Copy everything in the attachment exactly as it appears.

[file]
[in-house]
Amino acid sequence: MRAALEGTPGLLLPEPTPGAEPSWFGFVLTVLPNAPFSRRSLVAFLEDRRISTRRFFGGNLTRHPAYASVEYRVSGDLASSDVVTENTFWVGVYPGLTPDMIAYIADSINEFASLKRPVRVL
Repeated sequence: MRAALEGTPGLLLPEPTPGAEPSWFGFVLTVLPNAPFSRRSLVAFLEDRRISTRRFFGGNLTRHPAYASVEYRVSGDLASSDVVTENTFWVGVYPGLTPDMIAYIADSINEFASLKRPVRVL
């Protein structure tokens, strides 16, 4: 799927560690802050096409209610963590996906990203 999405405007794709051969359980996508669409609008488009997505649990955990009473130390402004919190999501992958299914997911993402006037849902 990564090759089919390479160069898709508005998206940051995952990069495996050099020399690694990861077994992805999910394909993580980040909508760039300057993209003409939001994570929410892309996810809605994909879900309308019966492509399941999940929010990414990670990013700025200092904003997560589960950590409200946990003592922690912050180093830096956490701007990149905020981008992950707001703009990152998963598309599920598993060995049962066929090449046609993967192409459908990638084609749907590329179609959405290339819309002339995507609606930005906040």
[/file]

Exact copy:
[in-house]
Amino acid sequence: MRAALEGTPGLLLPEPTPGAEPSWFGFVLTVLPNAPFSRRSLVAFLEDRRISTRRFFGGNLTRHPAYASVEYRVSGDLASSDVVTENTFWVGVYPGLTPDMIAYIADSINEFASLKRPVRVL
Repeated sequence: MRAALEGTPGLLLPEPTPGAEPSWFGFVLTVLPNAPFSRRSLVAFLEDRRISTRRFFGGNLTRHPAYASVEYRVSGDLASSDVVTENTFWVGVYPGLTPDMIAYIADSINEFASLKRPVRVL
């Protein structure tokens, strides 16, 4: 799927560690802050096409209610963590996906990203 999405405007794709051969359980996508669409609008488009997505649990955990009473130390402004919190999501992958299914997911993402006037849902 990564090759089919390479160069898709508005998206940051995952990069495996050099020399690694990861077994992805999910394909993580980040909508760039300057993209003409939001994570929410892309996810809605994909879900309308019966492509399941999940929010990414990670990013700025200092904003997560589960950590409200946990003592922690912050180093830096956490701007990149905020981008992950707001703009990152998963598309599920598993060995049962066929090449046609993967192409459908990638084609749907590329179609959405290339819309002339995507609606930005906040």